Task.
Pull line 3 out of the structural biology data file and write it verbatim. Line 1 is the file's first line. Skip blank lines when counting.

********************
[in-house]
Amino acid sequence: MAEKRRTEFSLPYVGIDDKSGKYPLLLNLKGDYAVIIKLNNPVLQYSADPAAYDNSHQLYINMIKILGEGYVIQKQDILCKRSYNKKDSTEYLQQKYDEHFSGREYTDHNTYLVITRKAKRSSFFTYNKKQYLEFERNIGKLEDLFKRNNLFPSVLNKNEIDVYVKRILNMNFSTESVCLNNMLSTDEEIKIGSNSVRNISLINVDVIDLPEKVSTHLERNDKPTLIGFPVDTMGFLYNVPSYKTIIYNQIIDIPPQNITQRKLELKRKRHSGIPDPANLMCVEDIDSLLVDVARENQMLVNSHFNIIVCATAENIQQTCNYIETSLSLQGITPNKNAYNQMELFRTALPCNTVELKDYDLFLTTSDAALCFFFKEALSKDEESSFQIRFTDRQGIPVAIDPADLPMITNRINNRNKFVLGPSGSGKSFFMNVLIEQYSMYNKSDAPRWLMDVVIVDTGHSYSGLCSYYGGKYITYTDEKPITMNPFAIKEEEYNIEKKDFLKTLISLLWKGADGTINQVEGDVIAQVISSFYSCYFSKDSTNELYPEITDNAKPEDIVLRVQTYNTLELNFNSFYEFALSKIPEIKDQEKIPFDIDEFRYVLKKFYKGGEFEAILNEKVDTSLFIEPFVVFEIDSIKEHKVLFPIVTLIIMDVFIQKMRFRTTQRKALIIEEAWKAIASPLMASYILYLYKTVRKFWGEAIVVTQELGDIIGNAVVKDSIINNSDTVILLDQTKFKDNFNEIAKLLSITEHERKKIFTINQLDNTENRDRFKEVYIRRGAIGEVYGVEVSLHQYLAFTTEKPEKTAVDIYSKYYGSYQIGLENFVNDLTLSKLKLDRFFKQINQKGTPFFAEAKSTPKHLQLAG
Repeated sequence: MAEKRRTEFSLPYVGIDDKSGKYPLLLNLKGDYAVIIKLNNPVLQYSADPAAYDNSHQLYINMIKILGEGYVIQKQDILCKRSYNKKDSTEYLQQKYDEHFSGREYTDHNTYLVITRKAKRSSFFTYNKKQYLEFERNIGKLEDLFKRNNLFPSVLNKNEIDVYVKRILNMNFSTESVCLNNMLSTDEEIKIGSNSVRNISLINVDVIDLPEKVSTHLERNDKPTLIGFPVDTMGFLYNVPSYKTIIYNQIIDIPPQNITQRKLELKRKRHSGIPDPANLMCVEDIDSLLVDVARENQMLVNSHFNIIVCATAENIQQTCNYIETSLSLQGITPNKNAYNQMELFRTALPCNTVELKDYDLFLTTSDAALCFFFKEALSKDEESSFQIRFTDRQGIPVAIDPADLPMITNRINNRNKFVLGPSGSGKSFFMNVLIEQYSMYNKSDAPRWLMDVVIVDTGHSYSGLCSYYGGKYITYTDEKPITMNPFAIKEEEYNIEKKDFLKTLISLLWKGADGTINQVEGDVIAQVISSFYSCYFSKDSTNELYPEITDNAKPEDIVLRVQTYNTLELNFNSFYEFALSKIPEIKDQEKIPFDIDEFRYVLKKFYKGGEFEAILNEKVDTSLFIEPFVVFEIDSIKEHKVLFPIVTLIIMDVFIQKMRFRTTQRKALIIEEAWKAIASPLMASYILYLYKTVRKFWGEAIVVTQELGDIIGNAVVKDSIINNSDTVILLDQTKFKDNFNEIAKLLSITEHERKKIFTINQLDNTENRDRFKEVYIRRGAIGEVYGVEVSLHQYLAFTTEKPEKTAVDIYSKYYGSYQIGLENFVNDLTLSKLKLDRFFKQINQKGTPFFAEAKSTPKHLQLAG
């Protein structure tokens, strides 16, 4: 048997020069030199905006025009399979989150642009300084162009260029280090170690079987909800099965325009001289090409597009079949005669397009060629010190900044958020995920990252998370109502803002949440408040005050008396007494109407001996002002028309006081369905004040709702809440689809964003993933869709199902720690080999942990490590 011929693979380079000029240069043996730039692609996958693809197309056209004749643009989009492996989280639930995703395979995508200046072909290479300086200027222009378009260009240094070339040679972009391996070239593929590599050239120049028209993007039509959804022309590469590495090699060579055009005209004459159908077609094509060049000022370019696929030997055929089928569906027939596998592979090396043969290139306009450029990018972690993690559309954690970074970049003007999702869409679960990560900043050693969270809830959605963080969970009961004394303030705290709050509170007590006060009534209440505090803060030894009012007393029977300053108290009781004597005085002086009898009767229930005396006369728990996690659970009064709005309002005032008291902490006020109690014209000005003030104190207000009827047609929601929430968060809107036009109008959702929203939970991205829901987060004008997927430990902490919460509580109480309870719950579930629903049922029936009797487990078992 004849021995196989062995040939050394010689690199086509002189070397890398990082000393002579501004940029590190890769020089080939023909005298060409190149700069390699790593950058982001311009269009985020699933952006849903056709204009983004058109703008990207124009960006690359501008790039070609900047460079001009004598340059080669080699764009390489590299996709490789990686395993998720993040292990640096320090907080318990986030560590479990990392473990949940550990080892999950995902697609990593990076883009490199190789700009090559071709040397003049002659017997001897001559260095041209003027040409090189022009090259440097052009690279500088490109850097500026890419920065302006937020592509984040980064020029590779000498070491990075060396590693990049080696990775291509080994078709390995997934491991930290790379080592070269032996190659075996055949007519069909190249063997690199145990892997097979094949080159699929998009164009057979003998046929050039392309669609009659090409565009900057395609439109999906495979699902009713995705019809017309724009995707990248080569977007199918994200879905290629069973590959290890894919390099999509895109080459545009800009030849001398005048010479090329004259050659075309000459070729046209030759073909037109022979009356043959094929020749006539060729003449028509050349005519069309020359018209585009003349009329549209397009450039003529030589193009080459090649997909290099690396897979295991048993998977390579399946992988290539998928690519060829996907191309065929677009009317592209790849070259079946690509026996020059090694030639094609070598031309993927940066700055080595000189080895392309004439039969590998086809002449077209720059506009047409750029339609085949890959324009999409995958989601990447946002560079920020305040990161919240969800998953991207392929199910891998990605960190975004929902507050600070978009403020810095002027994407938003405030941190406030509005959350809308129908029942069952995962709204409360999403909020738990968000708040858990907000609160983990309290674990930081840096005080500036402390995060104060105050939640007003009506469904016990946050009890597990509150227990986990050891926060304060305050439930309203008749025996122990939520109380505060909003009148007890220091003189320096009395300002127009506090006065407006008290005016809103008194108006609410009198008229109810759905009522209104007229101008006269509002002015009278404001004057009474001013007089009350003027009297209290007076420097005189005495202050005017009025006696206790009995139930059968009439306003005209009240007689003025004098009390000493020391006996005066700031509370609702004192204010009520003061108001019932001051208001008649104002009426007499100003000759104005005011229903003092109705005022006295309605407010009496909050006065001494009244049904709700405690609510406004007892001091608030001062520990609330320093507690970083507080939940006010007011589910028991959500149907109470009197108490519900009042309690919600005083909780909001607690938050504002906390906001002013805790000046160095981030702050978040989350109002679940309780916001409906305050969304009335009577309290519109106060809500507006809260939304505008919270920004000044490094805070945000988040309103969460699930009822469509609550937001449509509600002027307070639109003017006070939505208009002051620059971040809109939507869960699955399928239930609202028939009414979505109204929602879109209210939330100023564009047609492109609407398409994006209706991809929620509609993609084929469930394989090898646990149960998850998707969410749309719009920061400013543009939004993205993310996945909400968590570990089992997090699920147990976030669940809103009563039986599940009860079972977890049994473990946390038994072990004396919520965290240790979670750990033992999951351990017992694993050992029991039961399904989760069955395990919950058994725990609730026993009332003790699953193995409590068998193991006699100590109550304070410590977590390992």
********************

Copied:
Repeated sequence: MAEKRRTEFSLPYVGIDDKSGKYPLLLNLKGDYAVIIKLNNPVLQYSADPAAYDNSHQLYINMIKILGEGYVIQKQDILCKRSYNKKDSTEYLQQKYDEHFSGREYTDHNTYLVITRKAKRSSFFTYNKKQYLEFERNIGKLEDLFKRNNLFPSVLNKNEIDVYVKRILNMNFSTESVCLNNMLSTDEEIKIGSNSVRNISLINVDVIDLPEKVSTHLERNDKPTLIGFPVDTMGFLYNVPSYKTIIYNQIIDIPPQNITQRKLELKRKRHSGIPDPANLMCVEDIDSLLVDVARENQMLVNSHFNIIVCATAENIQQTCNYIETSLSLQGITPNKNAYNQMELFRTALPCNTVELKDYDLFLTTSDAALCFFFKEALSKDEESSFQIRFTDRQGIPVAIDPADLPMITNRINNRNKFVLGPSGSGKSFFMNVLIEQYSMYNKSDAPRWLMDVVIVDTGHSYSGLCSYYGGKYITYTDEKPITMNPFAIKEEEYNIEKKDFLKTLISLLWKGADGTINQVEGDVIAQVISSFYSCYFSKDSTNELYPEITDNAKPEDIVLRVQTYNTLELNFNSFYEFALSKIPEIKDQEKIPFDIDEFRYVLKKFYKGGEFEAILNEKVDTSLFIEPFVVFEIDSIKEHKVLFPIVTLIIMDVFIQKMRFRTTQRKALIIEEAWKAIASPLMASYILYLYKTVRKFWGEAIVVTQELGDIIGNAVVKDSIINNSDTVILLDQTKFKDNFNEIAKLLSITEHERKKIFTINQLDNTENRDRFKEVYIRRGAIGEVYGVEVSLHQYLAFTTEKPEKTAVDIYSKYYGSYQIGLENFVNDLTLSKLKLDRFFKQINQKGTPFFAEAKSTPKHLQLAG